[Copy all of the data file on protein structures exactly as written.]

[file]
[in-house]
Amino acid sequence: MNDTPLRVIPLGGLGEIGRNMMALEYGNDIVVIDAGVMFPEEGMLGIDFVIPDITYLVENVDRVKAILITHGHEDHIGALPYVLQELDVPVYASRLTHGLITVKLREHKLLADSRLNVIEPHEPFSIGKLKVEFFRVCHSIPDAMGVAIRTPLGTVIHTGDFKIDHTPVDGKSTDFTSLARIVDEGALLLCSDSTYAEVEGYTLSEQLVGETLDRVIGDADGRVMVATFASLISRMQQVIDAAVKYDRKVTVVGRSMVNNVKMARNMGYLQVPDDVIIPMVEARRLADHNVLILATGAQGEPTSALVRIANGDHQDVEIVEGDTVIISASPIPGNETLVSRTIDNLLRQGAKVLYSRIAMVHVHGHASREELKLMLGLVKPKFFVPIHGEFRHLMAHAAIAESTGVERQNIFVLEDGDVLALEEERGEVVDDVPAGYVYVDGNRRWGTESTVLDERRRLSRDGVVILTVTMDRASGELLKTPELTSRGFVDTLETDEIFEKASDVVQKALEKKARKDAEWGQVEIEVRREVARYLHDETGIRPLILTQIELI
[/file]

[in-house]
Amino acid sequence: MNDTPLRVIPLGGLGEIGRNMMALEYGNDIVVIDAGVMFPEEGMLGIDFVIPDITYLVENVDRVKAILITHGHEDHIGALPYVLQELDVPVYASRLTHGLITVKLREHKLLADSRLNVIEPHEPFSIGKLKVEFFRVCHSIPDAMGVAIRTPLGTVIHTGDFKIDHTPVDGKSTDFTSLARIVDEGALLLCSDSTYAEVEGYTLSEQLVGETLDRVIGDADGRVMVATFASLISRMQQVIDAAVKYDRKVTVVGRSMVNNVKMARNMGYLQVPDDVIIPMVEARRLADHNVLILATGAQGEPTSALVRIANGDHQDVEIVEGDTVIISASPIPGNETLVSRTIDNLLRQGAKVLYSRIAMVHVHGHASREELKLMLGLVKPKFFVPIHGEFRHLMAHAAIAESTGVERQNIFVLEDGDVLALEEERGEVVDDVPAGYVYVDGNRRWGTESTVLDERRRLSRDGVVILTVTMDRASGELLKTPELTSRGFVDTLETDEIFEKASDVVQKALEKKARKDAEWGQVEIEVRREVARYLHDETGIRPLILTQIELI